Why do people love street food? Imagine this is a familiar affair: You are about to end a pleasant walk under a clear blue sky when the smell of a delicious bite hits you at the corner of the street. Your untamed appetite surrounds you, and if you are enthused about a new taste today, stop and enjoy an unexpected delight.
Local food culture is a pleasure within easy reach on streets all around the world. Why is street food great? It is handy, quick and quite cheap! It is very tasty, filling and easy to reach. Street food culture has a colorful history, dating back to ancient Greece and China and beyond.
Unique street cuisines are open-air museums, reflecting unique history, lifestyle, values and beliefs.
Local cuisine is passed down from one generation to another, expressing cultural identity. Immigration has an important role as well, carrying well-preserved tastes and cooking techniques. People carry their cultural heritage with the food of their homelands wherever they go.
Street food tradition dates back to ancients
For example, the ancient Greeks adapted the Egyptian tradition of frying fish to sell on the streets of the port of Alexandria. This tradition spread through the Roman world and in time was enriched with numerous variations.
The pioneer of today's typical "thermopolia," food stalls, can be found in excavations in Herculaneum and Pompeii where small kitchens cooked beans and farro for those looking for a quick bite. Middle-class city dwellers bought food from the nearest thermopoliums, as they lived in small apartments -- mostly without kitchens.
Thus, street food evolved over the centuries, supplying the demands of civilizations. Surprisingly, ancient street food culture left very few traces, but when we look to the Middle Ages, grimy streets were bulging at the seams, yet street food maintained its allure over people. Carts sold ready-cooked dishes, while stalls and huts provided stews and hot bites, as humanity created the immortal recipes at the base of an entire culinary culture, especially in the European gastronomic tradition.
In Paris, there were pastries made of various fillings, such as stewed meat with vegetables. These handy pastries sold for a few pennies to working people so that they could eat while working without needing any cutlery.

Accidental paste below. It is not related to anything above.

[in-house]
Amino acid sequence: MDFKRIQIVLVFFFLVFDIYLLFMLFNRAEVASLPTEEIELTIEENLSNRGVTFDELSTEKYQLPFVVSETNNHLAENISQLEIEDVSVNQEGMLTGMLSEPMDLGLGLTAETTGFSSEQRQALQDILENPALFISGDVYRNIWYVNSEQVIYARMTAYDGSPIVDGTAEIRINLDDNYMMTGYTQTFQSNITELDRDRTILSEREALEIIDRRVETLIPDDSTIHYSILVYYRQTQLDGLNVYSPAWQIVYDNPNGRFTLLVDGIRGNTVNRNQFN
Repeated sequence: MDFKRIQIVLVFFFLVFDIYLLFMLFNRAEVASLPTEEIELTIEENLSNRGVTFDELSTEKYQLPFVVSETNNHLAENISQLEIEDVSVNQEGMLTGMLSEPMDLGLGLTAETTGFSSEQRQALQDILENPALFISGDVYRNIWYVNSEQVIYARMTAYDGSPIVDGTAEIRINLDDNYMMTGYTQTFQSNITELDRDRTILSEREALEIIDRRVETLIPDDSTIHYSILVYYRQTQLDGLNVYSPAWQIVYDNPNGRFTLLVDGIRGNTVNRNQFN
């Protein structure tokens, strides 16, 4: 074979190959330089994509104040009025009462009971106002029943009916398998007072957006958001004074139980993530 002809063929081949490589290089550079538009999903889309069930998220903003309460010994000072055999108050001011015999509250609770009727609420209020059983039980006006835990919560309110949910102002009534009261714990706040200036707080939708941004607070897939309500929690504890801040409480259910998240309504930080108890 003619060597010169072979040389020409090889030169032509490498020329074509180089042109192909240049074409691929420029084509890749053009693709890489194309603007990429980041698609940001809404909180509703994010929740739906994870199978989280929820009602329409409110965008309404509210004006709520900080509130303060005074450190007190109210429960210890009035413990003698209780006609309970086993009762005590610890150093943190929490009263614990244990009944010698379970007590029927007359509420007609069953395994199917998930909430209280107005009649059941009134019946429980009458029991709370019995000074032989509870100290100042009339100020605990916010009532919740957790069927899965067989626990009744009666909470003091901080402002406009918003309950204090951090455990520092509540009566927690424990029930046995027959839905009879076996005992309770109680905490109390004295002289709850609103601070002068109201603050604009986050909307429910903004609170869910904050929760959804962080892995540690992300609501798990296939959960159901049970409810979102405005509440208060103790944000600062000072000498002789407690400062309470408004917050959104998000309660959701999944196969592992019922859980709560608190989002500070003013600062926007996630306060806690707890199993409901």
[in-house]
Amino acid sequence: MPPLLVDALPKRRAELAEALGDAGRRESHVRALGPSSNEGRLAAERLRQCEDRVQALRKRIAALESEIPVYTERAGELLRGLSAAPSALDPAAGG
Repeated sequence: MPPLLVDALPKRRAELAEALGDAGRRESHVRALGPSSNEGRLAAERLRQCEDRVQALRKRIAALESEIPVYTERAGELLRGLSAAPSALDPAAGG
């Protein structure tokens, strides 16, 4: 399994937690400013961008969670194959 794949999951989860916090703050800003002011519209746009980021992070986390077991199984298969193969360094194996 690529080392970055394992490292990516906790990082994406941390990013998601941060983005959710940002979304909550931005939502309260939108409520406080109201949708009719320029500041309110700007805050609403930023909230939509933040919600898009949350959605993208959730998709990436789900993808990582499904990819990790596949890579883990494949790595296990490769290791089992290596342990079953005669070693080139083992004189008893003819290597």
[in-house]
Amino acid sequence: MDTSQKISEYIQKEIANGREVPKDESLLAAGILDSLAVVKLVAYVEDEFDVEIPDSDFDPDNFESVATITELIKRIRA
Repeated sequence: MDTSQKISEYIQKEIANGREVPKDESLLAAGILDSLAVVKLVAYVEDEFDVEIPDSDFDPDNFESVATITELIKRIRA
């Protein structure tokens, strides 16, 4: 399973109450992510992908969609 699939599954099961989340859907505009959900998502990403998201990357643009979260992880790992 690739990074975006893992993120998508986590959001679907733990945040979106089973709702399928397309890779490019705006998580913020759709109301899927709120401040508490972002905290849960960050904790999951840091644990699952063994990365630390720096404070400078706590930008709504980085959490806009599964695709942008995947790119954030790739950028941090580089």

Fish and chips, the most desirable British dish on every street, is a legacy of Sephardic Jews who took refuge in Britain in the late 15th and early 16th centuries. It is almost the same as the Egyptian adaption in Alexandria, and it spread across North Africa and Moorish Spain of al Andalus.
Istanbul's food stalls throughout history
Fried fish is an irreplaceable street food in Turkey's coastal towns.
Being the capital of three empires and the melting pot of cultures for centuries, Istanbul has been a gourmet city every step of the way, with buffets, elegant cafes and street food, such as appetizers, fresh fish and kebabs. The city's culinary arts were enriched by the imperial kitchen, local dishes and street food, resulting from a mixture of various ethnicities. Even if street food is considered of little worth, it is emblematic of popular cuisine, identifying traditions, local cultures and eating habits.
Similar to many cities in the world, Istanbul has a rich street food culture. In Istanbul, eating on the street is a part of daily life. Freshly baked simit or a bozacı on the street with his echoing sound, wafer Halva, stuffed mussels, chestnuts, hot chickpea rice in food carts are evidences of this richness. These all make it a perfect combination for a wide range of consumers, from lower to higher classes, anyone can grab a bite, anytime and anywhere. These dishes have been around for centuries.
Cheap, quick food for everyone
From people working in high towers to craftsmen and shopkeepers in urban areas, street food stalls provide access to food, given time and budget. For the young, it is a ritual on late nights out, as the only food at that hour is from trucks and carts.
According to the United Nation's Food and Agriculture Organization (FAO), 2.5 billion people eat street food worldwide every day in developing and developed countries; it has become a daily life routine in the urban landscapes of Africa, Asia, Latin America and the Middle East. In North America, the land of hot-dogs and hamburgers, street food trucks are now becoming more and more varied. In Europe, there are relatively few options, when compared to Asian culture.
Today's street food culture is a market, focusing on the traditional cultural aspect - sometimes renaming or adopting- distinguishing itself in the quality of increasingly refined products.
Nevertheless, governments and public health authorities remain skeptical of street food because unregulated street food might lead to a backlash in tourism. They are especially concerned about the risk of food poisoning outbreaks, which are often linked to the microbiological quality of the water used to prepare food and drinks on the street. While concerns about food contamination linked to street food might be legitimate in some cases, the number of documented food poisoning cases stemming from street food has been limited. In fact, the incidence of such is surprisingly low, with a study from 2012 showing the rates when compared to restaurants.
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